During the lifetime of some intense tropical cyclones (TCs), rainbands in the inner core of the storm coalesce to form a ring of convection around the pre-existing eyewall. The formation of this ring, known as the secondary eyewall, is followed by characteristic changes in storm intensity and structure known as an eyewall replacement cycle. While the general behavior of secondary eyewalls is known once they form, the dynamics of their formation remain unclear.

Friday, April 11, 2014 - 11:15 @ ATS room 101
Presenter: Amanda Maycock, University of Cambridge, UK

Abstract coming soon

Friday, April 11, 2014 - 10:30 @ CIRA Director's Conference Room
Presenter: Mikhail Zhizhin, CIRES/NOAA

The Nightfire algorithm detects and characterizes sub-pixel hot sources using multispectral data collected globally each night by the Suomi NPP Visible Infrared Imaging Radiometer Suite (VIIRS). The spectral bands utilized span visible, near-infrared (NIR), short-wave infrared (SWIR) and mid-wave infrared (MWIR). The primary detection band is M10, centered at 1.6 um. Without solar input, the M10 spectral band record sensor noise, punctuated by high radiant emissions associated with gas flares, biomass burning, volcanoes, and industrial sites like steel mills.

Tuesday, April 8, 2014 - 10:30 @ CIRA Director's Conference Room
Presenter: Jeffery J. Puschell, Raytheon Company

Persistent satellite observations are essential for monitoring and understanding Earth's environmentally sensitive and rapidly changing Arctic region. This seminar describes compact wide field of view imagers onboard satellites in a highly elliptical orbit (HEO) that would stare at the Arctic and collect multispectral, high dynamic range visible and near-infrared imagery with sensitivity similar to the VIIRS Day Night Band (DNB).

Friday, April 4, 2014 - 11:15 @ ATS room 101
Presenter: Yvette Richardson, Penn State University

The second Verification of the Origins of Rotation in Tornadoes Experiment (VORTEX2), carried out in 2009 and 2010, was designed to obtain simultaneous observations of wind and thermodynamic fields within tornadic and nontornadic supercells using an armada of instrumented vehicles and mobile radars. In addition to understanding tornado formation, VORTEX2 scientists also hoped to learn more about the processes governing tornado maintenance and demise; such knowledge is important for improving tornado warning precision.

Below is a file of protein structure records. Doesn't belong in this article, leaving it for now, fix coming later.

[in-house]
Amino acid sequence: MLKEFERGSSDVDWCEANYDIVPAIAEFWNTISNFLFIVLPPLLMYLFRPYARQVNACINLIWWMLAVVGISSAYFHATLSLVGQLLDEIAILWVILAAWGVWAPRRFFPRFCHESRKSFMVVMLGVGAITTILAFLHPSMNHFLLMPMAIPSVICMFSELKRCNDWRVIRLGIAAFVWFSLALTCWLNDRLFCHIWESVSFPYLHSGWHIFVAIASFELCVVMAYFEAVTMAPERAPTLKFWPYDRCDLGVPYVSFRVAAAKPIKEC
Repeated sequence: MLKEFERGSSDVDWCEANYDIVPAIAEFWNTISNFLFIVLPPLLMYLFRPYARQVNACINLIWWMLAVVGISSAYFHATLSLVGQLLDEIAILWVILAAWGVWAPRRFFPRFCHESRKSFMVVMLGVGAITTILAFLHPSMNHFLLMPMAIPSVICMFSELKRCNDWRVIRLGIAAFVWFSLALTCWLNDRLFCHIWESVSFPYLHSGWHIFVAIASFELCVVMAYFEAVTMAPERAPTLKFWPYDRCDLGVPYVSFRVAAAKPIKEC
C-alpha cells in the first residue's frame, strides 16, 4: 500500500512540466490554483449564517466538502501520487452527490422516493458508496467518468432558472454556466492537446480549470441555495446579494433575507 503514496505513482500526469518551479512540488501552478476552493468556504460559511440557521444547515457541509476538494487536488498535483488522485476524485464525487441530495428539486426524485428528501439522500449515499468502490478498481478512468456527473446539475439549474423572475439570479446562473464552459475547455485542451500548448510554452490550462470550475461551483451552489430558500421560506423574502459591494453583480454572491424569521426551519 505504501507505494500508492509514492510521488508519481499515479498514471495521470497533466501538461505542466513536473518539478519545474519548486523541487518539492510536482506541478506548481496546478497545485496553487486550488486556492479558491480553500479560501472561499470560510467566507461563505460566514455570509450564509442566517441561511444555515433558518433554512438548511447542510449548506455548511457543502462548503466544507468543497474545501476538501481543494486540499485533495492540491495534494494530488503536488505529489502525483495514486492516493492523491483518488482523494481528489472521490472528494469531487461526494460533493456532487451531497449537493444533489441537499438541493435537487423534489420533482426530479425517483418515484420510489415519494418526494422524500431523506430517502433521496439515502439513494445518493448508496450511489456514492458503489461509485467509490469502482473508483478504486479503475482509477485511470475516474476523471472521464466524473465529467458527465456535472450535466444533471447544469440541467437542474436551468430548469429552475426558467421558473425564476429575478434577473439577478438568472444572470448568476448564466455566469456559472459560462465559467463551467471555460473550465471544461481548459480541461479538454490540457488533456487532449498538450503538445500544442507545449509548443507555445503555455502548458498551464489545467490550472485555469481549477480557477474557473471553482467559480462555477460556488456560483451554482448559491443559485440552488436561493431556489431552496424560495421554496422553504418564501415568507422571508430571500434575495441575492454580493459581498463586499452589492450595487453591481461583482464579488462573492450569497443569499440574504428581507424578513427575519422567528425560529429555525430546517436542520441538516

Friday, March 28, 2014 - 11:15 @ ATS room 101
Presenter: John Calderazzo and Sue Ellen Campbell, CSU Department of English

Abstract coming soon

Friday, March 14, 2014 - 11:15 @ ATS room 101
Presenter: Casey Davenport, US Air Force Academy

A new modeling technique, known as base-state substitution (BSS), is introduced as a novel way to approximate environmental heterogeneity in idealized simulations. After a certain amount of model run time, base-state substitution replaces the original horizontally homogeneous background environment with a new horizontally homogeneous environment while maintaining any perturbations that have developed during the preceding simulation.

Friday, March 7, 2014 - 11:15 @ ATS room 101
Presenter: Mark Svoboda, National Drought Mitigation Center

Abstract coming soon

Friday, February 28, 2014 - 11:15 @ ATS room 101
Presenter: Greg Thompson, NCAR

Aerosols influence cloud and precipitation development in complex ways due to myriad feedbacks at a variety of scales from individual clouds through entire storm systems. This paper describes the implementation, testing, and results of a newly- modified bulk microphysical parameterization with explicit cloud droplet nucleation and ice activation by aerosols.

Friday, February 21, 2014 - 11:15 @ ATS room 101
Presenter: Abigail Swann, University of Washington

In this talk I will show that large-scale afforestation in the northern mid latitudes warms the Northern Hemisphere and alters global circulation patterns in climate model experiments. An expansion of dark forests increases the absorption of solar energy and increases surface temperature, particularly in regions where the land surface is unable to compensate with latent heat flux due to water limitation.

2013 CIRA Seminars

Monday, October 21, 2013 - 16:30 @ CIRA Director's Conference Room
Presenter: Alberto Carrassi, Institut Catala' de Ciencies del Clima (IC3), Barcelona, Spain